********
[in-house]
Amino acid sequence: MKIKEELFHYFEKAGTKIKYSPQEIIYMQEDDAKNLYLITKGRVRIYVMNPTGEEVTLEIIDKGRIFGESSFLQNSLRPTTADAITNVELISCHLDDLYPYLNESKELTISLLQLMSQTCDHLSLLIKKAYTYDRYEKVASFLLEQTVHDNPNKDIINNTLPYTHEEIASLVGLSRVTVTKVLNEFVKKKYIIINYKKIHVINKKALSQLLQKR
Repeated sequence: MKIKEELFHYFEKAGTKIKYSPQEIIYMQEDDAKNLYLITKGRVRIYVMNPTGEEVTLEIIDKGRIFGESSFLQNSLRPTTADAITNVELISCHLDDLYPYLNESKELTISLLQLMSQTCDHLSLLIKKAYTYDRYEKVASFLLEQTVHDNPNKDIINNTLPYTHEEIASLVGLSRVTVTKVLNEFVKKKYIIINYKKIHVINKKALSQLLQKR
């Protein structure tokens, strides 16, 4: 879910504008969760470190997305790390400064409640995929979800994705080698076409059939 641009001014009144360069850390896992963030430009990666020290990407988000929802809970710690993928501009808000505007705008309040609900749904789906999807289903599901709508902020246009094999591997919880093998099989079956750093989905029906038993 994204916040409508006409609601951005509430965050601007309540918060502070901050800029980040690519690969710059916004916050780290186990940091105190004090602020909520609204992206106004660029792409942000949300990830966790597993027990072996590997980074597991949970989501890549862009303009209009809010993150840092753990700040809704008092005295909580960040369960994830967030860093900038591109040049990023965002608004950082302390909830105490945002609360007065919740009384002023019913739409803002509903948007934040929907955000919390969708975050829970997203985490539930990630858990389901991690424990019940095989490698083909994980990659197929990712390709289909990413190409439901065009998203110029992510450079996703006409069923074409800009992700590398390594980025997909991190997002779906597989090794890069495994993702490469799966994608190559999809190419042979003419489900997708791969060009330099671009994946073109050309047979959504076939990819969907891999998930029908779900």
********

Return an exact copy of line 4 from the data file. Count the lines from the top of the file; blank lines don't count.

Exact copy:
């Protein structure tokens, strides 16, 4: 879910504008969760470190997305790390400064409640995929979800994705080698076409059939 641009001014009144360069850390896992963030430009990666020290990407988000929802809970710690993928501009808000505007705008309040609900749904789906999807289903599901709508902020246009094999591997919880093998099989079956750093989905029906038993 994204916040409508006409609601951005509430965050601007309540918060502070901050800029980040690519690969710059916004916050780290186990940091105190004090602020909520609204992206106004660029792409942000949300990830966790597993027990072996590997980074597991949970989501890549862009303009209009809010993150840092753990700040809704008092005295909580960040369960994830967030860093900038591109040049990023965002608004950082302390909830105490945002609360007065919740009384002023019913739409803002509903948007934040929907955000919390969708975050829970997203985490539930990630858990389901991690424990019940095989490698083909994980990659197929990712390709289909990413190409439901065009998203110029992510450079996703006409069923074409800009992700590398390594980025997909991190997002779906597989090794890069495994993702490469799966994608190559999809190419042979003419489900997708791969060009330099671009994946073109050309047979959504076939990819969907891999998930029908779900």